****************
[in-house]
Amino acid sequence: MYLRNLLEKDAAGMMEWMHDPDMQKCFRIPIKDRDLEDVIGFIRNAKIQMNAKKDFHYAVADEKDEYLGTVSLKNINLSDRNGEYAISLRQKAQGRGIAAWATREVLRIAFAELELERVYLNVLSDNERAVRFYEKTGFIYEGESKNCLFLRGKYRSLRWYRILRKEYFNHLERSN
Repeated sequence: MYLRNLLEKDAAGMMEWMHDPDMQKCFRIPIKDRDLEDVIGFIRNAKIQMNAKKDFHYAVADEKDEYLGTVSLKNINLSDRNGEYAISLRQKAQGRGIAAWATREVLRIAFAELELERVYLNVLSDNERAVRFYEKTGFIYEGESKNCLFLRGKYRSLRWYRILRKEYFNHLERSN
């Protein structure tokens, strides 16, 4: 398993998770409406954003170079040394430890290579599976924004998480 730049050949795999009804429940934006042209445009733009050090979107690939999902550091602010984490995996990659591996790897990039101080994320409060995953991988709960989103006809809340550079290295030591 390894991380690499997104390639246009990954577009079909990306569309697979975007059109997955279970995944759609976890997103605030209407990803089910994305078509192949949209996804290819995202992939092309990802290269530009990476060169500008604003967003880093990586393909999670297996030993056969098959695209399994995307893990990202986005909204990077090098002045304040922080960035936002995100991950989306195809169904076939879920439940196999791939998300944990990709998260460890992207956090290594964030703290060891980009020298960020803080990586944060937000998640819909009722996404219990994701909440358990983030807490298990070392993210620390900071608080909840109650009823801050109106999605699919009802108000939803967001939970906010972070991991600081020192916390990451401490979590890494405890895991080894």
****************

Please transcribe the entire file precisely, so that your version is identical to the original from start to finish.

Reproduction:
[in-house]
Amino acid sequence: MYLRNLLEKDAAGMMEWMHDPDMQKCFRIPIKDRDLEDVIGFIRNAKIQMNAKKDFHYAVADEKDEYLGTVSLKNINLSDRNGEYAISLRQKAQGRGIAAWATREVLRIAFAELELERVYLNVLSDNERAVRFYEKTGFIYEGESKNCLFLRGKYRSLRWYRILRKEYFNHLERSN
Repeated sequence: MYLRNLLEKDAAGMMEWMHDPDMQKCFRIPIKDRDLEDVIGFIRNAKIQMNAKKDFHYAVADEKDEYLGTVSLKNINLSDRNGEYAISLRQKAQGRGIAAWATREVLRIAFAELELERVYLNVLSDNERAVRFYEKTGFIYEGESKNCLFLRGKYRSLRWYRILRKEYFNHLERSN
């Protein structure tokens, strides 16, 4: 398993998770409406954003170079040394430890290579599976924004998480 730049050949795999009804429940934006042209445009733009050090979107690939999902550091602010984490995996990659591996790897990039101080994320409060995953991988709960989103006809809340550079290295030591 390894991380690499997104390639246009990954577009079909990306569309697979975007059109997955279970995944759609976890997103605030209407990803089910994305078509192949949209996804290819995202992939092309990802290269530009990476060169500008604003967003880093990586393909999670297996030993056969098959695209399994995307893990990202986005909204990077090098002045304040922080960035936002995100991950989306195809169904076939879920439940196999791939998300944990990709998260460890992207956090290594964030703290060891980009020298960020803080990586944060937000998640819909009722996404219990994701909440358990983030807490298990070392993210620390900071608080909840109650009823801050109106999605699919009802108000939803967001939970906010972070991991600081020192916390990451401490979590890494405890895991080894």